The Bloomberg headline reads “Stocks Fall on
Earnings.” As you know, I’ve been watching for signs that 2Q earnings
would be disappointing. And while analysts have lowered their estimates
slightly, we have still not seen any significant profit warnings for 2Q
Earnings season kicks off with Alcoa (NYSE:AA) next
Thursday, July 12. It would seem as though the window for earnings warnings
has all but closed.
In fact, just this morning, we’ve gotten upside earnings
guidance from Samsung, State Street (NYSE:STT) and Dollar Thrifty (NYSE:DTG).
Still, there’s no doubt that investors are worried about
earnings. It seems like there is a disconnect, as if investors are worried
without ample cause. But on the other hand, the stock market is usually
pretty accurate at discounting the future, and I am not going to be the that
says the stock market is wrong.
Oil is one of the
purest measures of economic health. When the economic outlook is good, demand
is expected to rise and oil prices rise, too. But oil’s recent trading has
certainly not been strong.
The quick pop up to $78 as hurricane Alex became the first
named storm of the season notwithstanding, oil has been trapped in the mid to
low-$70s since late May.
The weakness in oil wouldn’t be a concern, if there were not
clear threats to Gulf of Mexico supply in the wake of the BP spill.
Gulf of Mexico
supplies 31% of U.S. demand. It’s not clear how much of
the supply will be threatened by drilling moratoriums or higher costs, but
there is a threat. And still, oil has been unable to trade with any momentum.
Of course, I believe that oil is one of the best medium- to
long-term investments anyone can make. It’s just too expensive to bring new
supply to market for oil to suffer any truly significant drop in price.
And companies that have low cost supply nailed down, like
those exploration companies in North
Dakota’s Bakken oil pool, are the cream of the crop and will reward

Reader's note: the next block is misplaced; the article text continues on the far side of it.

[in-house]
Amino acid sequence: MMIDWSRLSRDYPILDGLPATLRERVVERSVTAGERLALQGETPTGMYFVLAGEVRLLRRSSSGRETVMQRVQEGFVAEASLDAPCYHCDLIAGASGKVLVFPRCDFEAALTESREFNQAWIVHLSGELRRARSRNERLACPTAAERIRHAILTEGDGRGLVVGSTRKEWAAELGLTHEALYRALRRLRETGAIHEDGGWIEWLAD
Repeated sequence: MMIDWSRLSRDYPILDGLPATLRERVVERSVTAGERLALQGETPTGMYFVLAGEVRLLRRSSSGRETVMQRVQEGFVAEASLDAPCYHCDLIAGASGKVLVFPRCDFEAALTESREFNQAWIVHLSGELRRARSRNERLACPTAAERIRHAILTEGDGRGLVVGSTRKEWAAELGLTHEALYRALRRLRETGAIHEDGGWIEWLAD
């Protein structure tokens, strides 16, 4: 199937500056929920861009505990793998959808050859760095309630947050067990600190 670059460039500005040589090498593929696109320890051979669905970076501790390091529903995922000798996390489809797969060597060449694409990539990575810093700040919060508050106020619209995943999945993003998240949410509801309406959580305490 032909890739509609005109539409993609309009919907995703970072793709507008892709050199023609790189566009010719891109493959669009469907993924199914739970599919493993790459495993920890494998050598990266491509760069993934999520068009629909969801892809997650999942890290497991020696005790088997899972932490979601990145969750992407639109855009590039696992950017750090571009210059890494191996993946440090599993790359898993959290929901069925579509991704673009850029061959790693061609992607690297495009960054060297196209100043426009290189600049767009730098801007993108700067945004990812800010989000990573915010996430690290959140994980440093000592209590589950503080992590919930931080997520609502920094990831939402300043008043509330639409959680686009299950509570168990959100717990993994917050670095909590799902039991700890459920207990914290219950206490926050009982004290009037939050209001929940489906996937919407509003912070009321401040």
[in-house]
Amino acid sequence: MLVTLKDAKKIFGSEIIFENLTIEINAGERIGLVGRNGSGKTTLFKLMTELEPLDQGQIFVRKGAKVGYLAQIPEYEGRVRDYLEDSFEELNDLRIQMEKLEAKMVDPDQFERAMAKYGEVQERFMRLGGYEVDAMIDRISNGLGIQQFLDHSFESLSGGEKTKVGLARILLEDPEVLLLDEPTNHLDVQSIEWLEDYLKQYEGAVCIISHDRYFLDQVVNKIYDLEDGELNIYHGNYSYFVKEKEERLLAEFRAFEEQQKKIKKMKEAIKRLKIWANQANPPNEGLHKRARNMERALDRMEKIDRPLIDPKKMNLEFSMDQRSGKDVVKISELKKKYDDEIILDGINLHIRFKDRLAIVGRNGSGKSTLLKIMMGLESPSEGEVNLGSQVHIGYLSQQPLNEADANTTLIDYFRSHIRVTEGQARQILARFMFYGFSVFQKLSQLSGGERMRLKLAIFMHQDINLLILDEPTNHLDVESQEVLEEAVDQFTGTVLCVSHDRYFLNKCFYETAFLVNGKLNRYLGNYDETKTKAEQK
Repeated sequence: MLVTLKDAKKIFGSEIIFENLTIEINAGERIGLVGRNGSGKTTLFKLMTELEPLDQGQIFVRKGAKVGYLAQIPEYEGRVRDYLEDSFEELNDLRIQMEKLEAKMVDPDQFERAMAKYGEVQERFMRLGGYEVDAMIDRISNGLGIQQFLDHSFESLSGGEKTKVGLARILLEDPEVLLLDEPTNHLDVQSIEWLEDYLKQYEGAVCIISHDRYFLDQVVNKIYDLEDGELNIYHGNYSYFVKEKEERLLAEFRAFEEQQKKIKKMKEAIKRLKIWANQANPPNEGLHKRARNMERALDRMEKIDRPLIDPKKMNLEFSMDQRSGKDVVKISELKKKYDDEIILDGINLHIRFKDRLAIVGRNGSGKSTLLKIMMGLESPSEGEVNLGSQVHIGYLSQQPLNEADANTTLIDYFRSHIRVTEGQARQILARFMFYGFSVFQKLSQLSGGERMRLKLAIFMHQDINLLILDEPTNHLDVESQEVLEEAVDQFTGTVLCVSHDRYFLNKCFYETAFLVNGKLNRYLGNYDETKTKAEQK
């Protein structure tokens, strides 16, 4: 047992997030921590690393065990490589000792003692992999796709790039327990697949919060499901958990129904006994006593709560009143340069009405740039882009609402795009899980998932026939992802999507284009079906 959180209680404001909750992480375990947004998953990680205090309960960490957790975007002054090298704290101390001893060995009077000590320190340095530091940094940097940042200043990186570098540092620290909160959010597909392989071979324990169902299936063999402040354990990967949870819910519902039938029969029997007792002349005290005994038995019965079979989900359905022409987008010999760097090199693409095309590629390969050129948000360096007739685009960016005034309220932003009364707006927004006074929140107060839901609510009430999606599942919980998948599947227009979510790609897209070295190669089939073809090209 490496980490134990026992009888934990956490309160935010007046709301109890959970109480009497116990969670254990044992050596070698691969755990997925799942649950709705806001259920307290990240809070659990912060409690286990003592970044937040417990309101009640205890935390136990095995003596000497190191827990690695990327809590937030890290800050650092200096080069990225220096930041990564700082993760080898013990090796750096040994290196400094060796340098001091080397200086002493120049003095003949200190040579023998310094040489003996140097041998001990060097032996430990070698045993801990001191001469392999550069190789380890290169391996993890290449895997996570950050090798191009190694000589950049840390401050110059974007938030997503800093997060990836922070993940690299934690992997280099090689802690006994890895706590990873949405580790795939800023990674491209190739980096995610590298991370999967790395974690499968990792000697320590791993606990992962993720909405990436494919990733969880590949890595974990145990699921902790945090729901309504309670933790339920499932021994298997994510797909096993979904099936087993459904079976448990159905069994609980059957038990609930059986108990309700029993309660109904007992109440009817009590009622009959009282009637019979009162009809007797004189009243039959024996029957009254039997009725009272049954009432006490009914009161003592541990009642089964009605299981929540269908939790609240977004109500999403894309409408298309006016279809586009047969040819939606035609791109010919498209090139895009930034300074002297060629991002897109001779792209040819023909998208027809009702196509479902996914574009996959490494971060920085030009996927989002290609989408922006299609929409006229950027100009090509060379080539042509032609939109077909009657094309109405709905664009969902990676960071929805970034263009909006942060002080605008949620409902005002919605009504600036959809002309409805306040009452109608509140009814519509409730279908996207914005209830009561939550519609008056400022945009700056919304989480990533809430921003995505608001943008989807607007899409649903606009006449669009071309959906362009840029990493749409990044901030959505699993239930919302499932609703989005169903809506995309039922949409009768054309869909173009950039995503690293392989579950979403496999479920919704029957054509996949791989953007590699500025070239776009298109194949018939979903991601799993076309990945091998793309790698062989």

But the Bakken reserves are not enough to affect global
supply by more than a million barrels a day.
Oil is pointing to economic weakness in the U.S. Bakken
stocks should be bought on weakness.
S&P 500 to earn around $80 a share for all of 2010. At current levels,
the S&P 500 is trading with a forward P/E of around 12.
Now, that $80 a share estimate is not a leftover from months
ago. It’s the result of earnings adjustments from Citigroup,
UBS, and Goldman Sachs that are about a month old.
It would seem that these estimates account for weakness in
and potential weakness in China.
Cautious optimism is the appropriate stance, as it seems
clear that investors are in no mood to anticipate a positive 2Q earnings
TradeMaster Daily Stock
Alerts‘ Jason Cimpl believes a bottom for
stock prices is near, and he has been recommending beaten down Chinese stocks
and using tight stop losses to lock in gains. Just yesterday, his readers
took 14% gains on a Chinese coal stock before the market reversed. They held
the stock for 3 days.
Now, Jason has a couple other Chinese stocks on his radar.
One fertilizer stock he’s ready to pounce on has a forward P/E under 9 and
could jump 20% or more in a matter of days.
He hasn’t pulled the trigger yet, but if you want in, you
can get details HERE.
As always, thanks
for all of your comments, and please keep them coming:[email protected]